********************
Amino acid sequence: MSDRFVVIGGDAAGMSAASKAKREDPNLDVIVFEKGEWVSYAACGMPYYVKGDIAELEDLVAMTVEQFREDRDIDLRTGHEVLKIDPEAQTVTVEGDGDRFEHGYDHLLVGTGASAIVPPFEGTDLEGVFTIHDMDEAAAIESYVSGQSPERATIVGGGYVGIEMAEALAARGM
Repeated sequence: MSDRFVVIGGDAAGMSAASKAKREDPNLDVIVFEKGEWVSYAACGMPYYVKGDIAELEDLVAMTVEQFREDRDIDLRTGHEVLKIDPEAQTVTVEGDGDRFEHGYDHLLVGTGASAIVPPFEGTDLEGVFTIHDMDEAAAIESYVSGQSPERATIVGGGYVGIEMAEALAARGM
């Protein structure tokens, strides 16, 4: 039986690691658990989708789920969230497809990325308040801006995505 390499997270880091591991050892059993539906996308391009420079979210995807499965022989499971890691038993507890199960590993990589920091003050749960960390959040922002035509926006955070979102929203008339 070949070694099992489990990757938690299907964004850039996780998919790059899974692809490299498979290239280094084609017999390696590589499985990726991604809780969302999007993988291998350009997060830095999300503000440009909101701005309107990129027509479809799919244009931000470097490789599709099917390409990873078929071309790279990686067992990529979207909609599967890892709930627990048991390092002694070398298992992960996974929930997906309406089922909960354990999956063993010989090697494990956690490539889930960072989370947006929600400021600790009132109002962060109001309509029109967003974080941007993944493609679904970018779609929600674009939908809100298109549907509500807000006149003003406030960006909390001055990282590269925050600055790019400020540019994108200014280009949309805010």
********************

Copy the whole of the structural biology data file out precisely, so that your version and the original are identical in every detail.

Amino acid sequence: MSDRFVVIGGDAAGMSAASKAKREDPNLDVIVFEKGEWVSYAACGMPYYVKGDIAELEDLVAMTVEQFREDRDIDLRTGHEVLKIDPEAQTVTVEGDGDRFEHGYDHLLVGTGASAIVPPFEGTDLEGVFTIHDMDEAAAIESYVSGQSPERATIVGGGYVGIEMAEALAARGM
Repeated sequence: MSDRFVVIGGDAAGMSAASKAKREDPNLDVIVFEKGEWVSYAACGMPYYVKGDIAELEDLVAMTVEQFREDRDIDLRTGHEVLKIDPEAQTVTVEGDGDRFEHGYDHLLVGTGASAIVPPFEGTDLEGVFTIHDMDEAAAIESYVSGQSPERATIVGGGYVGIEMAEALAARGM
């Protein structure tokens, strides 16, 4: 039986690691658990989708789920969230497809990325308040801006995505 390499997270880091591991050892059993539906996308391009420079979210995807499965022989499971890691038993507890199960590993990589920091003050749960960390959040922002035509926006955070979102929203008339 070949070694099992489990990757938690299907964004850039996780998919790059899974692809490299498979290239280094084609017999390696590589499985990726991604809780969302999007993988291998350009997060830095999300503000440009909101701005309107990129027509479809799919244009931000470097490789599709099917390409990873078929071309790279990686067992990529979207909609599967890892709930627990048991390092002694070398298992992960996974929930997906309406089922909960354990999956063993010989090697494990956690490539889930960072989370947006929600400021600790009132109002962060109001309509029109967003974080941007993944493609679904970018779609929600674009939908809100298109549907509500807000006149003003406030960006909390001055990282590269925050600055790019400020540019994108200014280009949309805010």